7. Operating on the assumption that Mr. Aguiar was required to make some regularly scheduled on-site/in-person visits to San Bernardino County, either to attend board meetings or personally consult with Mr. Lovingood, do you have any attendance logs of any kind that would substantiate specific dates that Mr. Aguiar visited the San Bernardino County government center, any other official government location, or met with Mr. Lovingood?

To the extent any such records exists, calendars or similar types of records are exempt from disclosure under Section 6254, subdivision (c) of the Government Code and the deliberative process privilege of the Public Records Act.

Thank you, and please let me know if you need anything else.

David Wert
Public Information Officer
County of San Bernardino

Dissecting the Answers

Note: the person who forwarded me this information forwarded the entire email chain.

Answers 1-4 are pretty straightforward. The County established that Fred Aguiar has indeed been provided with an email account, log-in credentials, and other identification normally provided to an employee.

Then we go off the rails.

Mr. Wert, the Public Information Officer, states that county counsel deems the rest of the information requested as being confidential and not subject to disclosure. They cite some legal code mumbo jumbo.

If we have learned anything this week it is that county counsel has some issues reading and understanding the law. So, we shouldn’t be surprised that the county conveniently interprets the law in a manner that benefits one of their elected officials.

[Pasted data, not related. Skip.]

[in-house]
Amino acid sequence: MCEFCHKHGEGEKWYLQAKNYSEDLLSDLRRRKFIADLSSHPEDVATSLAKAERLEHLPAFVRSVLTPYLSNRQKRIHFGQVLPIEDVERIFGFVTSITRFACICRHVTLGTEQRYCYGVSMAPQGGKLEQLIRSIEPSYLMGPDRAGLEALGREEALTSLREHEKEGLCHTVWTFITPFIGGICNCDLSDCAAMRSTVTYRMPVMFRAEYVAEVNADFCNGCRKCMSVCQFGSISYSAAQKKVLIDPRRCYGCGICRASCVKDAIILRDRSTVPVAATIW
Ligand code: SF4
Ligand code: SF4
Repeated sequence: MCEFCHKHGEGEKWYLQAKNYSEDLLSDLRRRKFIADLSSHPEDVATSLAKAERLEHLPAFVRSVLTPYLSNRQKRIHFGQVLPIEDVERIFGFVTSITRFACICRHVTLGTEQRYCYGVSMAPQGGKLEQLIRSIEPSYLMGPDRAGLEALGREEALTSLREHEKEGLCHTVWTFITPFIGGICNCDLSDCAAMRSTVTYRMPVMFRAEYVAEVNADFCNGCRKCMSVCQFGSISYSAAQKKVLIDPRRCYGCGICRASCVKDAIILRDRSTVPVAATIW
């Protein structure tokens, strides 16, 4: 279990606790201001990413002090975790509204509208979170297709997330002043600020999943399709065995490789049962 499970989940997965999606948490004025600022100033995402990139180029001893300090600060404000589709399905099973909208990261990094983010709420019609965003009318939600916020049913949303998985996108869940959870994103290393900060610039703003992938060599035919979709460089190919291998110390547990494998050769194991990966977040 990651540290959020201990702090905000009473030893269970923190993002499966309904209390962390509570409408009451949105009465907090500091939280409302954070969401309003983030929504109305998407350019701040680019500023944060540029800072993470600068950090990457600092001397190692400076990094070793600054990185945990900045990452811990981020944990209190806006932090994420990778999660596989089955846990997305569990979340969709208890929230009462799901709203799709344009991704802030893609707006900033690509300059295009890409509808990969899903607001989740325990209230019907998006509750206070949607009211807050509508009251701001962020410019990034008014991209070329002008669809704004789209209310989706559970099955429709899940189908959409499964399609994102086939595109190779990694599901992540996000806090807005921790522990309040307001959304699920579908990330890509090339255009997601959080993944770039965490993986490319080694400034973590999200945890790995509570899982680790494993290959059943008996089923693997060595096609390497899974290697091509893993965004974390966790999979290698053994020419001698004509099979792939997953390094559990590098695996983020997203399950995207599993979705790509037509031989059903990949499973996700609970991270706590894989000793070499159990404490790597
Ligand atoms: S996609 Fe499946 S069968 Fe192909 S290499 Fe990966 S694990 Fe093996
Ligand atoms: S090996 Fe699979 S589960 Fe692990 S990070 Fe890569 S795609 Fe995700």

What do these legal codes say?

Well, I am not a lawyer, but I can read and I did sleep at a Holiday Inn last night. So I managed to Google, locate, copy and paste below (emphasis mine) the California Government Code:

Section 6254, subdivision (c) of the Government Code reads:

(c) Personnel, medical, or similar files, the disclosure of which would constitute an unwarranted invasion of personal privacy.

Section 6255 of the Government Code reads:

6255. (a) The agency shall justify withholding any record by demonstrating that the record in question is exempt under express provisions of this chapter or that on the facts of the particular case the public interest served by not disclosing the record clearly outweighs the public interest served by disclosure of the record.

(b) A response to a written request for inspection or copies of public records that includes a determination that the request is denied, in whole or in part, shall be in writing.

Now, you tell me. Do you think a time sheet detailing how many hours each week an employee worked is a personnel file that should not be disclosed? Don’t the taxpayers have a right to know if an employee is actually working the hours we are told they are for the compensation he receives?

Do you think that the taxpayers have a right to know if an employee working remotely some 300 miles away is actually doing any work? Do you think taxpayers have the right to know if said employee is required to make any in-person visits or check-ins?

Remember, this is a county where past employee(s) have been sued, prosecuted, and jailed on time card fraud issues. And yet, the county believes that the public interest would not be served by releasing this information.

Why do you think the county is refusing to disclose this information to the public? Do you think it is to protect Supervisor Lovingood?

I do.

Part 2 of this report can be found here.